Marvin Gaye Lives On, Through Food

One of Hip Hop's favorite icons has a new restaurant inspired by his legacy and beloved hit "Sexual Healing."

As music legends’ memories are reminded to both older and younger generations through recycled lyrics and tribute tours, a Washington, DC Belgian food restaurant decided to pay homage to the late Marvin Gaye.

He's been referenced by 2Pac on "Keep Ya Head Up," joined by Erick Sermon on "(Just Like) Music" and sampled on classic singles by Method Man and Mary J Blige, Ice Cube and Fat Joe. Marvin now means something even in culinary art.

Opened last fall by one of the singer’s biggest admirers, Eric Hilton, the restaurant "Marvin" stands in DC’s 14th Street NW, a section that once represented the heart of the city’s black social life and a block away from where Gaye dropped out of high school to pursue a legendary singing career.

Hilton’s desire to mix Belgian and soul food together was purely intentional as it pays tribute to Belgium, the place Gaye wrote the classic "Sexual Healing" and spent some of his most pleasant days in the Belgian beach resort town of Ostend, according to a recent segment from National Public Radio.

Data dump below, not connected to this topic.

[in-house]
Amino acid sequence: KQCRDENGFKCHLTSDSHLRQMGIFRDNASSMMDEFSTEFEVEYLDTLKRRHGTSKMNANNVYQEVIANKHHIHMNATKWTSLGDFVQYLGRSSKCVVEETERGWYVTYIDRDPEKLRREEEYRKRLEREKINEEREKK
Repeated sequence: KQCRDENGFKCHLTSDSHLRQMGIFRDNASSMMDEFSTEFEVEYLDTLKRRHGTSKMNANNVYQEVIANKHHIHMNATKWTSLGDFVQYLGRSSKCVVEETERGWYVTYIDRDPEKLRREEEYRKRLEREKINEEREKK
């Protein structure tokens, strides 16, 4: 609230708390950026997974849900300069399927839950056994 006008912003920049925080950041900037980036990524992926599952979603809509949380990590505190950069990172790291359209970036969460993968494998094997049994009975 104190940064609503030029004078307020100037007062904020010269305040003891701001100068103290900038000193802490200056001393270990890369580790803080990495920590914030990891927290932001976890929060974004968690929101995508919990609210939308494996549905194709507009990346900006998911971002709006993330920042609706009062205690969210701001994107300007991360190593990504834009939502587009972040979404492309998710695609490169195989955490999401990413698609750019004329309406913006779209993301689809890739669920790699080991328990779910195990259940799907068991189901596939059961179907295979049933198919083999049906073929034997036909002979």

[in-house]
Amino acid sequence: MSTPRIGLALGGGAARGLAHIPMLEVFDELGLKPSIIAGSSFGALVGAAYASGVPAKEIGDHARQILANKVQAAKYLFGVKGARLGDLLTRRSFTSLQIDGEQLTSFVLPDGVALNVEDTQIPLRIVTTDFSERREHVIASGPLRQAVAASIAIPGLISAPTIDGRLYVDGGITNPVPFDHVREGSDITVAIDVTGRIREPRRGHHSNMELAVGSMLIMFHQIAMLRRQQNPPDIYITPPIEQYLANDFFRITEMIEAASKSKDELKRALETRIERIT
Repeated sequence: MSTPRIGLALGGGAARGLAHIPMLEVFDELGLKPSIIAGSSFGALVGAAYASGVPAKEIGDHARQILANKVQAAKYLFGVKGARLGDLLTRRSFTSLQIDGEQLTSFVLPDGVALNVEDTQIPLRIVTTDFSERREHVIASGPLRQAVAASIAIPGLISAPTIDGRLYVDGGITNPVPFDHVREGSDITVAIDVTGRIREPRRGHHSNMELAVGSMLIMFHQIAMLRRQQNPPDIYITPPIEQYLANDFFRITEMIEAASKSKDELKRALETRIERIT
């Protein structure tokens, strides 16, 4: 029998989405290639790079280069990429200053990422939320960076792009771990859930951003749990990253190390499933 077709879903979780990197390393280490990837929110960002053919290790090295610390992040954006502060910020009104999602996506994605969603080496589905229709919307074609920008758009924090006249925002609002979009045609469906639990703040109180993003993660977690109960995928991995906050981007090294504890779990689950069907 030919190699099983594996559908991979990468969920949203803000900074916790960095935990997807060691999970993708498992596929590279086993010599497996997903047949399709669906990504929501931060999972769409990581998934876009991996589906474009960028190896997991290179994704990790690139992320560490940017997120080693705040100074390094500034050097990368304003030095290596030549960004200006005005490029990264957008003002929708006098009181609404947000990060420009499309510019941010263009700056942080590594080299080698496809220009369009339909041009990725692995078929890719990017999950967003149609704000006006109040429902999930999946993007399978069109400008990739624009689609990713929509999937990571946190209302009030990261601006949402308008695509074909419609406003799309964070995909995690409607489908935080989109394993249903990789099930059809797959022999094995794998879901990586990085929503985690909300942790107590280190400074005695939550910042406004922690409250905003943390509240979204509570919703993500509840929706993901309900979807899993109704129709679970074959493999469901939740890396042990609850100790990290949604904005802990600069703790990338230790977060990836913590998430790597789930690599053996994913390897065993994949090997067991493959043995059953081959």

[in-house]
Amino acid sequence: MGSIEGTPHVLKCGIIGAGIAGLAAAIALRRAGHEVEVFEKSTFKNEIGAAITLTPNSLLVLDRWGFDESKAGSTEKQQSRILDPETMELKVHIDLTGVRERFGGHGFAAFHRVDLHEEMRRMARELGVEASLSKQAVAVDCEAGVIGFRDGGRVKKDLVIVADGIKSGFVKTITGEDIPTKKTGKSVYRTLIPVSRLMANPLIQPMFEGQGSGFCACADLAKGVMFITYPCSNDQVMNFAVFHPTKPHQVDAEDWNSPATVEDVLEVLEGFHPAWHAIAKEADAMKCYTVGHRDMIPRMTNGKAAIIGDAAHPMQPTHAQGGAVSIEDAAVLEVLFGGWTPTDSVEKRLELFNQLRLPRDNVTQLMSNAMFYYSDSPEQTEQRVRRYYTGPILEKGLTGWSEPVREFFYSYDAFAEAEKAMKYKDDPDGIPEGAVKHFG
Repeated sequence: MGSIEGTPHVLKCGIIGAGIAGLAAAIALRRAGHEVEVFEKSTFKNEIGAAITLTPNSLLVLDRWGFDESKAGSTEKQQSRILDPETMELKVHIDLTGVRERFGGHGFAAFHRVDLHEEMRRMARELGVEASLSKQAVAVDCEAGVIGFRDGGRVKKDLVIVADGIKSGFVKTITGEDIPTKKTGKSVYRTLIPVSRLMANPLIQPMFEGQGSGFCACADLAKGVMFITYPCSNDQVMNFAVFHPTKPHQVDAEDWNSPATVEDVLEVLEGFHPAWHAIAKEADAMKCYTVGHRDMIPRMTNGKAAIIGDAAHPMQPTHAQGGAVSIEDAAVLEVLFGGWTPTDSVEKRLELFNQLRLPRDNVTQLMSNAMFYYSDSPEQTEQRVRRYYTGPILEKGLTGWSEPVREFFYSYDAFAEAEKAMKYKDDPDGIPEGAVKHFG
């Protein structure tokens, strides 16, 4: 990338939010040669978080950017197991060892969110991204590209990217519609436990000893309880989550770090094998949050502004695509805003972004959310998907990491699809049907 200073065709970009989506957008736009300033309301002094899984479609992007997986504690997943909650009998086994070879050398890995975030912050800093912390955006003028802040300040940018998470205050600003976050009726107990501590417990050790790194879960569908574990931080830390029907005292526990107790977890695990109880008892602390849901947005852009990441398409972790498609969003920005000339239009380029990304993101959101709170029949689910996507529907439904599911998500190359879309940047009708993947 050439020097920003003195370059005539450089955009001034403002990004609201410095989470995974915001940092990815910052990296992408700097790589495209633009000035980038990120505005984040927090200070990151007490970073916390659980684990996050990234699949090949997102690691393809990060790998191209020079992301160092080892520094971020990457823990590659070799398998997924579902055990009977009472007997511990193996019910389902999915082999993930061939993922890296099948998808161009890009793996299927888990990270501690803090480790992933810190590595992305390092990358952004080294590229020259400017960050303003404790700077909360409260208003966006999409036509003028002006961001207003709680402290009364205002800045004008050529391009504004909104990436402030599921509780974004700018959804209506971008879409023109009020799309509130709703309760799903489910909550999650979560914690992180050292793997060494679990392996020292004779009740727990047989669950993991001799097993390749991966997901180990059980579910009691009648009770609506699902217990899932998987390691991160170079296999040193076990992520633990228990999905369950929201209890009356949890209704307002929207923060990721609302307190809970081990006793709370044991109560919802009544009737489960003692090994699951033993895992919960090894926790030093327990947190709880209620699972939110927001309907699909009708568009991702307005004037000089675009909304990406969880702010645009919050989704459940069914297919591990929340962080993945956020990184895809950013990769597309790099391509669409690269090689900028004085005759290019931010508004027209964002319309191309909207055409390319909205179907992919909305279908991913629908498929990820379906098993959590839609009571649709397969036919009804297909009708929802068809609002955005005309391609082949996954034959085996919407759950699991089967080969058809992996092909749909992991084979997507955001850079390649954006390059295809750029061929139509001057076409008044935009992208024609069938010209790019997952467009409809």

Admitting the powerful influence of the Motown legend and furthering his justification for creating the restaurant, Hilton confessed that Gaye created one of his favorite albums of all time.

“What’s Going On is the best record ever made. That’s the record that does it for me,” he previously told The Washington Post.

Stepping away from the typical clichés found on menus at legend-based tribute restaurants like Hard Rock Café and Planet Hollywood, Hilton decided to stick with quality-based food without titled meals.

He liked Soul—Dover Soul and chicken. We have both of those so—that’s good,” he jokingly told NPR.

Despite the name-based dishes, the restaurant features a centerpiece on its lower level with an image of Gaye smiling as though he were watching everyone enjoy their meals.

In addition to the lavish settings of new furniture and architecture, the restaurant contains an instantly famous rooftop deck known for being overly crowded even during the winter nights.

It’s incredible because it’ll be 20 degrees out in January and people still pile [in],” Hilton said.

While the lines between a Marvin Gaye tribute and fine dining may sometimes become blurred as the restaurant turns in to more of a social hang-out with offerings of chicken and waffles and a featured deejay each night, ‘Marvin’ nonetheless is expected to continue the legend’s memories in his native home.

Reported by Cyrus Langhorne.

Most Popular News


Loading Comments